Twitter network logger

2019

Something I like to do when there's extra activity around a specific topic, is to record the network of people interacting around that topic on Twitter. Specifically, I collect all tweets that contain a set of keywords that identify the topic, then I maintain a list of users that have posted or retweeted those tweets and check out which other users on that list they liked tweets from. This yields a three-layer network temporal network. One layer describe the network of likes, another the network of retweets and finally the network of mentions (this also includes comments).

My first attempt at doing that was during the 2018 NetSci conference where I got a little bored and figured I needed to know who was top dawg in the network science community (spoiler: it's not me). I hacked up a continuous Twitter data collection script that pushed the data to a Github Gist, and set it to run every 15 minutes on a remote server. Then I built a online data visualization in JavaScript that on every page load would read the latest version of the dataset.

That is here
.

Then pretty recently in Copenhagen, this insane Danish fascist YouTuber burned a Quran in a Muslim-dense neighborhood and announced his candidacy for the Danish parlament, and in perfect Trump style all the cameras stopped pointing at serious people and started focussing all their attention of that guy (well done social media!). So since I'm no better, I figured I would revisit my old Twitter network logger and point it at this guy. So here's the network of likes.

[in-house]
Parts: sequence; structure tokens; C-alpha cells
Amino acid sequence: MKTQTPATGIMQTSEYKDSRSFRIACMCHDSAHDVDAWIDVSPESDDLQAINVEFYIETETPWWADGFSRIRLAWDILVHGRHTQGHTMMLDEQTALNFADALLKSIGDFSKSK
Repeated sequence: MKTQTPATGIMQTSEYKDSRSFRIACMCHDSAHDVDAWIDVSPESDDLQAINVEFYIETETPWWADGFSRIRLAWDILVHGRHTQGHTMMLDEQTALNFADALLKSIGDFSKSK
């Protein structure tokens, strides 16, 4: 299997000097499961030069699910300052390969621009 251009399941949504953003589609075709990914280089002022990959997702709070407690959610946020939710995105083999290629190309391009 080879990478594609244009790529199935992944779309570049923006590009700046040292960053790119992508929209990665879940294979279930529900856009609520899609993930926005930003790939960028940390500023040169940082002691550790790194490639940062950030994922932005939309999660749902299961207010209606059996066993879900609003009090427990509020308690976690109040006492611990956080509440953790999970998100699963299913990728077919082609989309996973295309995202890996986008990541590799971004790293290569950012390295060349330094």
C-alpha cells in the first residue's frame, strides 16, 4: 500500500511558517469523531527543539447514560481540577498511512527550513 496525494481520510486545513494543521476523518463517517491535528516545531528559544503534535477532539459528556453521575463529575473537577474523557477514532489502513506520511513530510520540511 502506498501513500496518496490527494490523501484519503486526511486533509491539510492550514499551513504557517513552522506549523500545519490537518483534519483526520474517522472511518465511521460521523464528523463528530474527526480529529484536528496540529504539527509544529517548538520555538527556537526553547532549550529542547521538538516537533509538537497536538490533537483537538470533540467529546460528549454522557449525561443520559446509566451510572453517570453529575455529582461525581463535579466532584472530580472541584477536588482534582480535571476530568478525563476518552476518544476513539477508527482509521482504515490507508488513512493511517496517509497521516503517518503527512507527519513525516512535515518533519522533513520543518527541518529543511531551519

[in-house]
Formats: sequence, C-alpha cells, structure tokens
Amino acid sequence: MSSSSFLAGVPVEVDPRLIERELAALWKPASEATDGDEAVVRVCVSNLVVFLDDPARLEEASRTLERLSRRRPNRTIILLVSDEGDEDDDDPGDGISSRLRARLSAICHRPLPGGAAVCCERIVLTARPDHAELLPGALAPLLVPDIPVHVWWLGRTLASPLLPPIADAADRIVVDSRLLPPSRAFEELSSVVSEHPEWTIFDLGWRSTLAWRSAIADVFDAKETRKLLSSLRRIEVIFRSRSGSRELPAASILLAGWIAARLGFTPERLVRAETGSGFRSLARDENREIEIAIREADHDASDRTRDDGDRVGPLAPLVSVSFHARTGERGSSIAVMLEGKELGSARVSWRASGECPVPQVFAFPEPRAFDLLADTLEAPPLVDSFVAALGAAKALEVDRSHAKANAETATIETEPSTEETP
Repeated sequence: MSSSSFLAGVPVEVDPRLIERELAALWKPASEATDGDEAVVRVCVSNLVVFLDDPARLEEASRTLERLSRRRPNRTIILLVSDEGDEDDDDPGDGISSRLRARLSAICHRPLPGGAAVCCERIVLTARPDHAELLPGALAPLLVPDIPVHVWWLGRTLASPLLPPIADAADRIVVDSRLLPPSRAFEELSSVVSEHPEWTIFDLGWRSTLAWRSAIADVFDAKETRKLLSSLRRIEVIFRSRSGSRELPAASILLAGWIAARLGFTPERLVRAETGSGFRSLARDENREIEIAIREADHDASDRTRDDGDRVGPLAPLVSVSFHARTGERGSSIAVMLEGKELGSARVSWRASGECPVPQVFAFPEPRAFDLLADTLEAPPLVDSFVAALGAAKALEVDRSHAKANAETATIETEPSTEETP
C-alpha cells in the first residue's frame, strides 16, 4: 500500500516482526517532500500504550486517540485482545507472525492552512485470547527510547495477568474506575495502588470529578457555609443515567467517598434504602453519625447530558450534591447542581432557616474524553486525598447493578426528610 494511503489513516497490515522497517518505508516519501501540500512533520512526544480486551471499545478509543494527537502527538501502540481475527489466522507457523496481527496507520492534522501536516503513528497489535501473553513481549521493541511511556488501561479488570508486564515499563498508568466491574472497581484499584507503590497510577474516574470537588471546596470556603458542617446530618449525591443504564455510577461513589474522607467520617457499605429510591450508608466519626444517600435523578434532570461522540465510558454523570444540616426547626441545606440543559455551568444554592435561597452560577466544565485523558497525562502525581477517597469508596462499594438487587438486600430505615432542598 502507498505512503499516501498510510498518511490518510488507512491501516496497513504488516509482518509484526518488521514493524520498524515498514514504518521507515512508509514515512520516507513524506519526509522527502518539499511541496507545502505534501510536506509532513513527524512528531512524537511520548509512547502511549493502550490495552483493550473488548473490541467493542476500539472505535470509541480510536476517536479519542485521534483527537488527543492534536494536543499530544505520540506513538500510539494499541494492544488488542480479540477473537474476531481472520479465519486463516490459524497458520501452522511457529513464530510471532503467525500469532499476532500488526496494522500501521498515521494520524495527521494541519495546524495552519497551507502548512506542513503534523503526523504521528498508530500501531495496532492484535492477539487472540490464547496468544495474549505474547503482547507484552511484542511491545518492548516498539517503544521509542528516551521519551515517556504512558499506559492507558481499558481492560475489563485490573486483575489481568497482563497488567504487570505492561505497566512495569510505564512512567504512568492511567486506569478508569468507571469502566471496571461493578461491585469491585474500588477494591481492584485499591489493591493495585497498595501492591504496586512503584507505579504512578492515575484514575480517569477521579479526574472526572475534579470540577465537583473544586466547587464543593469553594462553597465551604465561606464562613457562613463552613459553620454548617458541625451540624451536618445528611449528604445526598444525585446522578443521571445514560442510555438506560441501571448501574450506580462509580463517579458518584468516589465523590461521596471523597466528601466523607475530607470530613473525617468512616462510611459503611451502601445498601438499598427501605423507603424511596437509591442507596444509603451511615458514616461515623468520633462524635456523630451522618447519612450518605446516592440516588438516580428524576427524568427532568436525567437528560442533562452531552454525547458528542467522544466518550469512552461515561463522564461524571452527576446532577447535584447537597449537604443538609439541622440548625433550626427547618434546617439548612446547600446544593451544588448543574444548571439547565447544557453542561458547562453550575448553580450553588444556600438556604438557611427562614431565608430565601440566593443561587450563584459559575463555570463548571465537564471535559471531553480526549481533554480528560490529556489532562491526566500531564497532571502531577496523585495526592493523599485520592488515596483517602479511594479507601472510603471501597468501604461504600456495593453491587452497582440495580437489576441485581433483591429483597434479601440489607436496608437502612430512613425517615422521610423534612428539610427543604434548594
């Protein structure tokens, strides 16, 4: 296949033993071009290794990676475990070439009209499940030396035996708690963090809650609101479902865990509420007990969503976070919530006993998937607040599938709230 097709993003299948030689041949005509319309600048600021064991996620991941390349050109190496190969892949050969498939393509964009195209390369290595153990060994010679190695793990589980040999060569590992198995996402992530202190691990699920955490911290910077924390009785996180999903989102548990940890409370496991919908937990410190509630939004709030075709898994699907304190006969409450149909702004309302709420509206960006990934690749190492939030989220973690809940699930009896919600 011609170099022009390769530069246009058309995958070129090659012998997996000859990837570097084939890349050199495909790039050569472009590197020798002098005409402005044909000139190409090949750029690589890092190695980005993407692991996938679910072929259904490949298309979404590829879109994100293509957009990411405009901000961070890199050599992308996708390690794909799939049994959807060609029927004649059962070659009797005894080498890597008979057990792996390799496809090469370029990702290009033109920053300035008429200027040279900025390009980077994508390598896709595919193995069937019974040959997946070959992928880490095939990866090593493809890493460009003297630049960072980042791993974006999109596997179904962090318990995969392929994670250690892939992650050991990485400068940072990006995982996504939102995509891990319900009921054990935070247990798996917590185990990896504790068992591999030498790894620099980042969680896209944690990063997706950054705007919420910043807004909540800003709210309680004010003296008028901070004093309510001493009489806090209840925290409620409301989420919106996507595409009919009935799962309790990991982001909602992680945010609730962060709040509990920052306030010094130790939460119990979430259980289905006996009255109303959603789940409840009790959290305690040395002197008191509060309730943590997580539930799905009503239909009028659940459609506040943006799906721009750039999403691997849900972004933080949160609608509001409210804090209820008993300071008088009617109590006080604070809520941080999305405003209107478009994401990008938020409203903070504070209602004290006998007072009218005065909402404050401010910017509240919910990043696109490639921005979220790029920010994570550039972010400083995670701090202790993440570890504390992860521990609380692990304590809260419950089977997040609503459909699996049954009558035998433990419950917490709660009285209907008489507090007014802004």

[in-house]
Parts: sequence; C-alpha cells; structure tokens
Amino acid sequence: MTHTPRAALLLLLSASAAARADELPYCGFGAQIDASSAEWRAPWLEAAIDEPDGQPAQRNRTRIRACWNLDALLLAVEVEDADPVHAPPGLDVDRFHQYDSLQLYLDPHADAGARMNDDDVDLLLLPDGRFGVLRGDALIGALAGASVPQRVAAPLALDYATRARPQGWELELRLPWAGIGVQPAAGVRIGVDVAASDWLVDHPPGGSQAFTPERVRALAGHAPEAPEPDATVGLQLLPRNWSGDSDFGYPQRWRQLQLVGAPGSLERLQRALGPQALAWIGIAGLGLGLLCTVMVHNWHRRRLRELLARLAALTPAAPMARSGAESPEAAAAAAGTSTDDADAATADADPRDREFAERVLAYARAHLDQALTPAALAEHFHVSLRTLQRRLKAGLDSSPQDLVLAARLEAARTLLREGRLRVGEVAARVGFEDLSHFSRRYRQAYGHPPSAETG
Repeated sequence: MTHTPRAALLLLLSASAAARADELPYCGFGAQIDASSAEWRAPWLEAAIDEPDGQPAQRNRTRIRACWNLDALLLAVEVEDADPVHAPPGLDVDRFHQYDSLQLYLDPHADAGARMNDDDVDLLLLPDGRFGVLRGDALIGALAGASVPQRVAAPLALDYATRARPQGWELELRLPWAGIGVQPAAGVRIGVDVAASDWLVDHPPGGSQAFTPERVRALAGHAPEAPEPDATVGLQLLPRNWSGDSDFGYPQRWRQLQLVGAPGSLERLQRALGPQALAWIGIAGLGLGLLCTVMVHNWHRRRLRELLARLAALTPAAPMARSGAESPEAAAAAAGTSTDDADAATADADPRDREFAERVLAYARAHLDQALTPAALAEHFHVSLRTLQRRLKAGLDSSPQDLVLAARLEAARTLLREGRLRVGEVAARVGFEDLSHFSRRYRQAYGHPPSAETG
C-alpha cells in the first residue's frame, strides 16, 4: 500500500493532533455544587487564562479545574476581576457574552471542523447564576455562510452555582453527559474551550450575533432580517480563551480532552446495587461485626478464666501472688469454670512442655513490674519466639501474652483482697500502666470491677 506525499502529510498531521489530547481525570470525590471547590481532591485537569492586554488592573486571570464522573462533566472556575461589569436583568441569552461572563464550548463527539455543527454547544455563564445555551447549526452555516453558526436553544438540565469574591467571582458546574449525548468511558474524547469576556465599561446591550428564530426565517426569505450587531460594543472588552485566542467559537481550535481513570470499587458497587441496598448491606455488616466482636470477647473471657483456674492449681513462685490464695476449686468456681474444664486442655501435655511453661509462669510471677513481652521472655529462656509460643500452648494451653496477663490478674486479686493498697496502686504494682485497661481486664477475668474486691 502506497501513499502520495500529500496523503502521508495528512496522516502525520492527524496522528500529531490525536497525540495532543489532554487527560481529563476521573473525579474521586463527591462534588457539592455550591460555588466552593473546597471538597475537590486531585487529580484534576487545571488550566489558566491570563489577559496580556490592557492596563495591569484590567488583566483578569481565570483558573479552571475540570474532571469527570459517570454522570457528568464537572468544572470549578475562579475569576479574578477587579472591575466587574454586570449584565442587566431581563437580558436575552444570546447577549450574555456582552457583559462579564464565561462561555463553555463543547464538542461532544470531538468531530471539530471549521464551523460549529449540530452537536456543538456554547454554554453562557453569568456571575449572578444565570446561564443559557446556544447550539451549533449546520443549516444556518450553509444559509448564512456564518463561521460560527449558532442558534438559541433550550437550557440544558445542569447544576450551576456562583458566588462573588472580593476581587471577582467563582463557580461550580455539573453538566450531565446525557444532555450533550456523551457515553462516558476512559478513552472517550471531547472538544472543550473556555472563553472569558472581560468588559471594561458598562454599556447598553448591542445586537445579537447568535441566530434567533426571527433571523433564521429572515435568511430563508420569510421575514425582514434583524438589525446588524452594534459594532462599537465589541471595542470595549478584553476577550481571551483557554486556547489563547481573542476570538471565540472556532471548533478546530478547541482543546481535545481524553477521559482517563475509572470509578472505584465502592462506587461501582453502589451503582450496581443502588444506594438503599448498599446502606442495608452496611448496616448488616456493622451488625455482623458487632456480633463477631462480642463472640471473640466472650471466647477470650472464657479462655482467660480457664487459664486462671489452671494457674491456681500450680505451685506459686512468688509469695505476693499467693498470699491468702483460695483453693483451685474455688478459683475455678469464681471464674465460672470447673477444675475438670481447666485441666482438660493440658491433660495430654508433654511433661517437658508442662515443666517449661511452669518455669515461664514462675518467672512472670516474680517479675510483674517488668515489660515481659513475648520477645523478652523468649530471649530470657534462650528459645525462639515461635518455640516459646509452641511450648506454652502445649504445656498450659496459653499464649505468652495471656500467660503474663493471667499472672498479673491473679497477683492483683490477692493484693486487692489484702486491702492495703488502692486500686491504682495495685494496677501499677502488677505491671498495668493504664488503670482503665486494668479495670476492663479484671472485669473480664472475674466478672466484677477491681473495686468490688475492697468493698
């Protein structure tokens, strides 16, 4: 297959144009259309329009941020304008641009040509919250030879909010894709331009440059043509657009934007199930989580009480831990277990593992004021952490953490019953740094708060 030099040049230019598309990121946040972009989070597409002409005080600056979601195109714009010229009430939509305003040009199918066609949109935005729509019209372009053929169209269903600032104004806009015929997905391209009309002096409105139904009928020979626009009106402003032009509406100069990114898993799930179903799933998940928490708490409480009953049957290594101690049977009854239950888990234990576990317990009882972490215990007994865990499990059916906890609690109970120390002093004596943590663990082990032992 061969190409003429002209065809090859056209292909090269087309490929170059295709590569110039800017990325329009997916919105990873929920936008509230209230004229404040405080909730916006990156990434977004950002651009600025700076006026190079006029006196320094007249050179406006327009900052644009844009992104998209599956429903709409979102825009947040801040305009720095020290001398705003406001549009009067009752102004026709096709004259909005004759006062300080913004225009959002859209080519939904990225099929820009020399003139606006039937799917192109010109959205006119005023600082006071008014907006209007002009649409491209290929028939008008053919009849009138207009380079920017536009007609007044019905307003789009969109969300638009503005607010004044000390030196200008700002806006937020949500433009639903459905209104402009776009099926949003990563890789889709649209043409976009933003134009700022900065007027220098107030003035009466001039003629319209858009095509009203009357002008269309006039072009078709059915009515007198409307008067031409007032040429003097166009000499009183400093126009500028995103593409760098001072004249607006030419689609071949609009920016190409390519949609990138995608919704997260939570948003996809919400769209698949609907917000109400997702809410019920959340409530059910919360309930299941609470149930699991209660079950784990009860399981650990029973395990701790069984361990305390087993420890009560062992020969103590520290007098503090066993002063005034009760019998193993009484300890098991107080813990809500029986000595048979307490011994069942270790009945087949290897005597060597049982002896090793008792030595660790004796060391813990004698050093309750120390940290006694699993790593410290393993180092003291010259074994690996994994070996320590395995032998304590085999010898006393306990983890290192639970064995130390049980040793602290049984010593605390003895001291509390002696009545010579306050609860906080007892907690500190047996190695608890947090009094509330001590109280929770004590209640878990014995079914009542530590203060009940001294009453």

netwulf_example
Basically, there's two clusters in this network, one small one that is very tight knit of co-fascist sympathizers liking each others tweets, and another larger more diffused one of (I suppose) people talking about what a crazy horrible person he is. And making this plot was super easy, I just copied the raw URL from the Github Gist that the logger pushed to and inserted it into my online version of Netwulf. Then I styled it a bit until I thought it looked cool.

Also, since I wanted to be able to reboot this little wiretapping scheme anytime, I did a bit of work making it easy to launch. Now, you clone a Github repository, create a gist to host the data and then run a Python script with some arguments that depend on what you want to log. It's all described on the Github repository.